Riverside County reports more than 200 new COVID-19 cases, its biggest one-day leap

Victor Guardavo is tested for the coronavirus at a drive-through screening center in Montclair.
(Irfan Khan / Los Angeles Times)

With 210 additional coronavirus cases, Riverside County health officials on Tuesday reported their largest single-day increase in cases since the pandemic began.

That bring the county’s tally to 1,961. A total of 376 people, which are included in the total number of cases, have recovered from the novel virus, records show.

This comes just one day after the county reported nine COVID-19 deaths, the most it had seen in a single day. As of Tuesday evening, the death toll remained at 50 with no new fatalities.

On Tuesday, Gov. Gavin Newsom laid out the road map to reopen California amid the statewide restrictions due to the COVID-19 outbreak. The number of new cases in the state has begun slowing down more than officials expected. As of Wednesday afternoon, there were nearly 26,000 confirmed cases in California — about 1,400 more than Tuesday, according to The Times’ coronavirus tracker.

Despite Newsom’s hopeful message, Dr. Cameron Kaiser, Riverside County’s public health officer, said that the county — which has already implemented some of the state’s strictest virus containment orders — has a long way to go.

“It may be several more weeks and even when we are [there], it will be gradual,” he said during a news conference Tuesday afternoon. “It will be step by step and there will be longstanding changes in the way we live and do business.”


“I want to make things perfectly clear to people: Don’t expect a lot of change,” Kaiser added. “Don’t forget, even if I tear up every single health order that I have written to date — and I certainly have no intention of doing so today — the governor’s orders still [apply] and its restrictions on nonessential activities are still enforced.”

Echoing Newsom, Kaiser said that more testing needs to be done in order for Riverside County to potentially loosen restrictions. In the county, approximately 29,000 residents have been tested for COVID-19 between public and private sources. This means that more than 1% of the county population has been tested, Kaiser said.

However, the county is still backlogged for testing by about three days, he said.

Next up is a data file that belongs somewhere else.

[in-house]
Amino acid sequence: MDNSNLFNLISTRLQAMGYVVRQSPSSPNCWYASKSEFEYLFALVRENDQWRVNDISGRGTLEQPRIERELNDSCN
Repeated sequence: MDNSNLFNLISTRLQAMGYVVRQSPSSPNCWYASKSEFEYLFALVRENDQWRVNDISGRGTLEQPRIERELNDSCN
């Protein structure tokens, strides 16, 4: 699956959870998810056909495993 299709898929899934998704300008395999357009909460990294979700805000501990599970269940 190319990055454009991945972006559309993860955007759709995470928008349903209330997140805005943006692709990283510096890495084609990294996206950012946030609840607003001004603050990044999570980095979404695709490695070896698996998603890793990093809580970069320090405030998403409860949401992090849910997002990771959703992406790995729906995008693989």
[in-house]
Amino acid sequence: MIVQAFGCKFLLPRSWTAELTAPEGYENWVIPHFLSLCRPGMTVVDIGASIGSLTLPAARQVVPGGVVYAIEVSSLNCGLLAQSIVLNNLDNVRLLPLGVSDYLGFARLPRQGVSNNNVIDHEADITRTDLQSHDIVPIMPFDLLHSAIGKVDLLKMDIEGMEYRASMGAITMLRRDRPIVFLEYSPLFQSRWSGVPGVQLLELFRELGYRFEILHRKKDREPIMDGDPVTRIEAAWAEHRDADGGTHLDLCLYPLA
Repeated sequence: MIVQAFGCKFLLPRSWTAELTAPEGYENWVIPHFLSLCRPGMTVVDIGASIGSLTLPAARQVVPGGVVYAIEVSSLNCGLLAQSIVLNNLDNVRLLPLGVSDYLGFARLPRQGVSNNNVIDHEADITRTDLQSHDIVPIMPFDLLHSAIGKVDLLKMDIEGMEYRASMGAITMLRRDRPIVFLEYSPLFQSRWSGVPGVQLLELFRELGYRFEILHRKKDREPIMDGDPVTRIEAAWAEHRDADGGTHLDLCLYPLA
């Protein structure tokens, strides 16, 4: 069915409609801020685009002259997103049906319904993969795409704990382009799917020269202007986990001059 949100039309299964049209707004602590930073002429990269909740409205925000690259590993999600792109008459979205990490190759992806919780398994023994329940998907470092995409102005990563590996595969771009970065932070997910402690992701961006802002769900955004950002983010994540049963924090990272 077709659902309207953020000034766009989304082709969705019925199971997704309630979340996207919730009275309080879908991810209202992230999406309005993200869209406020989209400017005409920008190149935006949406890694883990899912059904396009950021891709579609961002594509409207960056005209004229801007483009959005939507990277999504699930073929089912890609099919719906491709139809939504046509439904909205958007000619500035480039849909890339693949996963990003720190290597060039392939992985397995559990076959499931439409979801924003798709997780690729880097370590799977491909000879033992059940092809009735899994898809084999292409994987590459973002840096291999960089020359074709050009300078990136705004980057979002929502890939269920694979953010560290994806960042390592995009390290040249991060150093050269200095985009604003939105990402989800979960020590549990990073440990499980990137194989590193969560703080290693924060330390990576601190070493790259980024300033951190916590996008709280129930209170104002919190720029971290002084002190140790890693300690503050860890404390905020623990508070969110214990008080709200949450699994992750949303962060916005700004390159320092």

The county has the capacity to conduct about 2,200 tests a day at its four testing sites, Kaiser said. But to keep up with health experts’ estimates of how many tests should be conducted nationwide, the county needs to be doing about 4,000 to 8,000 tests a day, Kaiser said.

To accomplish this, Kaiser said the county needs to eliminate the backlog of testing, have the capacity to test asymptomatic individuals and continue responding quickly when COVID-19 cases are found, such as in skilled nursing facilities where patients are among the most vulnerable. On Monday, the county sent four specialized teams to licensed care facilities, including nursing homes, to train staffers and distribute personal protective equipment.

As of Tuesday evening, 247 people were hospitalized for COVID-19. Of those, 66 were in intensive care, health officials said.

Though there were concerns about running out of equipment, Bruce Barton, the county’s director of emergency management, said the county has a “good amount of capacity” in all of its 17 acute care hospitals. As of Monday evening, hospital beds were 60% occupied, he said. Of approximately 500 ventilators, 270 were available for use, and of about 360 ICU beds, more than 100 were available.


Of the 50 county residents who have died — nine women and 41 men — 28 were between the ages of 65 and 84, with some having underlying health conditions; nine were 85 or older; eight were between 45 and 64; four were between 25 and 44; and one was 20, records show. No further details were available.